log.Fatalf("Failed to read from the database: %v", err)
    }
    var u User
    rows.Next()
    err = rows.Scan(&u.Login, &u.Admin, &u.Active)
    if err != nil {
        log.Fatalf("Failed to load user data: %v", err)
    }

    return u, nil
},
...

Now if we run the application, we can ask the API for the user's login:

$ go run main.go -query="{user{login}}"
2017/02/23 23:36:21 Found: {"data":{"user":{"login":"slomek"}}}

We can, obviously, ask for other fields if that's what we need:

$ go run main.go -query="{user{login,admin,active}}"
2017/02/23 23:37:02 Found: {"data":{"user":{"active":"true","admin":"true","login":"slomek"}}}

Inserting a relation

This was fun, but still, we haven't done anything special. That's why we need to enhance our example a bit, and add another data source that would extend the information about our users. For example, we could store user's profile in another database, eg. in MongoDB. In our case, it will keep the users' login names and their permissions. How could we use this data in our API?

We might have a preference to hide the presence of another database from our users and return permissions as just another field in the response. First, we need to add another subfield to user field:

var userType = graphql.NewObject(graphql.ObjectConfig{
    Name: "User",
    Fields: graphql.Fields{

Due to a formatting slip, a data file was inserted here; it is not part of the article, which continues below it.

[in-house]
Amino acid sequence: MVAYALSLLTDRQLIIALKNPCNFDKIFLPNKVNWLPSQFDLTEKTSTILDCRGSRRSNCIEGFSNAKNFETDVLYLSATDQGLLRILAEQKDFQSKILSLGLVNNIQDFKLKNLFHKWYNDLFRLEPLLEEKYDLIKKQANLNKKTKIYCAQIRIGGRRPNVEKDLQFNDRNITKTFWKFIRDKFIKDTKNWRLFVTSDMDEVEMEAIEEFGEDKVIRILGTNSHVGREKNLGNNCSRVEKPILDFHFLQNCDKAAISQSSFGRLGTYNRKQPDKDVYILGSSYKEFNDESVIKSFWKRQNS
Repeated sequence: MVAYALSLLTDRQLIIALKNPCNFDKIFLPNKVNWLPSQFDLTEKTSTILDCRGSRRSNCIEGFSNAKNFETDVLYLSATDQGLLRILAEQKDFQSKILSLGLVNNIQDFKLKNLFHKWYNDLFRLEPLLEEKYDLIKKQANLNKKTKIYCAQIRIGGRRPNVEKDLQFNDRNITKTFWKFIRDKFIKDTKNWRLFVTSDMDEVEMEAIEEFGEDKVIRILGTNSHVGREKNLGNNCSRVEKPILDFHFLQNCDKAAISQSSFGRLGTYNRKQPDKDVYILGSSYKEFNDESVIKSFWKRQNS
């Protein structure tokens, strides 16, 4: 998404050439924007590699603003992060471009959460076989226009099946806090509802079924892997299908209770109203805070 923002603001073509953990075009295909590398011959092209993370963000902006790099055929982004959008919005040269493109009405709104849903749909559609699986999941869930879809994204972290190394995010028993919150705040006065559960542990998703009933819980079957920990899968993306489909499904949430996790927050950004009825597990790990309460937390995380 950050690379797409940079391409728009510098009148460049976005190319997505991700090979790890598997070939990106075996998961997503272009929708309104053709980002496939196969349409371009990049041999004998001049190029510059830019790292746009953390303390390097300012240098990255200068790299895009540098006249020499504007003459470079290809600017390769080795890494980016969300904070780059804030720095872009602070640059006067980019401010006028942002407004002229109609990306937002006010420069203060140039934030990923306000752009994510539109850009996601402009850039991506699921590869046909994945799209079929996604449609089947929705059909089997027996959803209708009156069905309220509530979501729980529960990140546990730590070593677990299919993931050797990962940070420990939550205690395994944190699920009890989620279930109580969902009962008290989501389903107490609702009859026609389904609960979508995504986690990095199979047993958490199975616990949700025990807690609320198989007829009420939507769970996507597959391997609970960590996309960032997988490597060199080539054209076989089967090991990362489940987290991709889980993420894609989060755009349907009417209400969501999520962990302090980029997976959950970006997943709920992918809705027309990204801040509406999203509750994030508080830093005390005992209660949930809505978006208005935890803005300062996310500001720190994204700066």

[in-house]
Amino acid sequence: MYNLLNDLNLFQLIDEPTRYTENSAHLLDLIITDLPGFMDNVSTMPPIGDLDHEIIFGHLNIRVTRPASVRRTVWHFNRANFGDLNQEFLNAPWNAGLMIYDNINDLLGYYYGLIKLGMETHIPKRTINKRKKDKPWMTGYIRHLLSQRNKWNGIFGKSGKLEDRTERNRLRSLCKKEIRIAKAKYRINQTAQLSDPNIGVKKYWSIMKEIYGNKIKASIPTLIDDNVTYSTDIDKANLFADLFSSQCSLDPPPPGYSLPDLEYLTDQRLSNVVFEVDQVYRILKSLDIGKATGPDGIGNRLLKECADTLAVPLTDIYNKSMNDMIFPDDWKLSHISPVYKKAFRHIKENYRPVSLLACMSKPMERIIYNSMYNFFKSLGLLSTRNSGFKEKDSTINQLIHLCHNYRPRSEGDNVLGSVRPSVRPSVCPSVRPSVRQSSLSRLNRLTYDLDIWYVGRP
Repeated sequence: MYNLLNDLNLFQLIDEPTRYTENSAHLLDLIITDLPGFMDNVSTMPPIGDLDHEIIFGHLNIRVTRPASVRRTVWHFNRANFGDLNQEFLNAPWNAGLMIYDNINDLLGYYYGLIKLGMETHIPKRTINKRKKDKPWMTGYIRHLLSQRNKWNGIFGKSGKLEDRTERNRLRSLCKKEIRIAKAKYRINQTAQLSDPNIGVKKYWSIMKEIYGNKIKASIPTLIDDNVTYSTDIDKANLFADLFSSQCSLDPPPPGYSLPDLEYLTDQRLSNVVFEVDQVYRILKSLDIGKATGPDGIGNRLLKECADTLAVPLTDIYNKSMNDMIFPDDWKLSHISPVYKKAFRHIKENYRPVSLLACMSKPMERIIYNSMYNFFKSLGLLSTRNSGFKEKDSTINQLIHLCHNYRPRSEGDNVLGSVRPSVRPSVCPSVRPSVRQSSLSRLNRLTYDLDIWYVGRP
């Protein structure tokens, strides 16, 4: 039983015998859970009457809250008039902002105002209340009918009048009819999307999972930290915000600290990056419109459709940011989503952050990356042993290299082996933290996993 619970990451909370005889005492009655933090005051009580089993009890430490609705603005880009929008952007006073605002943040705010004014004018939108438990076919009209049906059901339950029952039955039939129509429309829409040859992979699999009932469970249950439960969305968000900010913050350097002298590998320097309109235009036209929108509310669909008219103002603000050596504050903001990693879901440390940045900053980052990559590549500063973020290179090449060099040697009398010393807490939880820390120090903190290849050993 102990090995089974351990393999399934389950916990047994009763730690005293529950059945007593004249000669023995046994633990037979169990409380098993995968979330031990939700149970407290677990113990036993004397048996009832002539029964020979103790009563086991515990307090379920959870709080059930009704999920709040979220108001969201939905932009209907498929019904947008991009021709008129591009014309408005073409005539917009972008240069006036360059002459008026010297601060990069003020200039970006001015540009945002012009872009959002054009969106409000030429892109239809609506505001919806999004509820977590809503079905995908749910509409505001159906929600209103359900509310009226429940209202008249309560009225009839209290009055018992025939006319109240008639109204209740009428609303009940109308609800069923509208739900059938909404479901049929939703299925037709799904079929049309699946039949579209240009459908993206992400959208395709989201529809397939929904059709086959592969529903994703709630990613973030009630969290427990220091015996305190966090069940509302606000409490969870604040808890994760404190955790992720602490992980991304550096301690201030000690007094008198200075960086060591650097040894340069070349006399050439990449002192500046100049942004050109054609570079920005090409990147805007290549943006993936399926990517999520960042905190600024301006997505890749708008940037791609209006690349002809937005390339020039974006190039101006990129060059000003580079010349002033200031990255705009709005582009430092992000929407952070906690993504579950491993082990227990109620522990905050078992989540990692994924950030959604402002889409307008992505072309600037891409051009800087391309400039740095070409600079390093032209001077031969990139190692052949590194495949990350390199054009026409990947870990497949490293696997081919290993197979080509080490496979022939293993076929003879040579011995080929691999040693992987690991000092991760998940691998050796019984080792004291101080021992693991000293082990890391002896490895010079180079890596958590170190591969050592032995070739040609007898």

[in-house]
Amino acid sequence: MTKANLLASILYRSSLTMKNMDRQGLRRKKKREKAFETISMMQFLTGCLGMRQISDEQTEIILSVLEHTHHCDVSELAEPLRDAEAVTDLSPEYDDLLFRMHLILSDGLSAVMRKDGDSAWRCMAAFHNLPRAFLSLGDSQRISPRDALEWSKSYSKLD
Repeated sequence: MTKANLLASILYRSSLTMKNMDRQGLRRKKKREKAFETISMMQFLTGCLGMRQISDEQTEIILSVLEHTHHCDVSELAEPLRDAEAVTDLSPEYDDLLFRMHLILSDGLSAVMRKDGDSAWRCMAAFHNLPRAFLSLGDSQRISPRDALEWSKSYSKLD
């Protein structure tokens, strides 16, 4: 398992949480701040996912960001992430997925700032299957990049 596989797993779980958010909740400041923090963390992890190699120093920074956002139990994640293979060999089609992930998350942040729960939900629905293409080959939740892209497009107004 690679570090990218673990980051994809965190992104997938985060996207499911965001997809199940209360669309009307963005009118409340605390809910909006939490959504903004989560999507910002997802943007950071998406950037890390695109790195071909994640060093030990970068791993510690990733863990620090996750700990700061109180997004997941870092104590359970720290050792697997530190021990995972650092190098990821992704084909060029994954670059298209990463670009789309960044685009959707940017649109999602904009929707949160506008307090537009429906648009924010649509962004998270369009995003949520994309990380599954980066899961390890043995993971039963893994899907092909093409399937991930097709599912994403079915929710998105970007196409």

...
        "permissions": &graphql.Field{
            Type: graphql.NewList(graphql.String),
        },
    },
})

As you can see, we gave it a type of a list of strings, as this is what we have in the database. However, we don't want to connect to Mongo at user's level and in its Resolve function. Fortunately, we can the resolve part inside subfield, just by adding Resolve function of its own:

...
"permissions": &graphql.Field{
    Type: graphql.NewList(graphql.String),
    Resolve: func(p graphql.ResolveParams) (interface{}, error) {
        var profile UserProfile
        mdb.C("profiles").Find(bson.M{}).One(&profile)
        return profile.Permissions, nil
    },
},
...

Now we can query for permissions as well, but now we'd be getting data from multiple sources at once:

$ go run main.go -query="{user{login,permissions}}"
2017/02/23 23:46:04 Found: {"data":{"user":{"login":"slomek","permissions":["divide","conquer"]}}}

Working example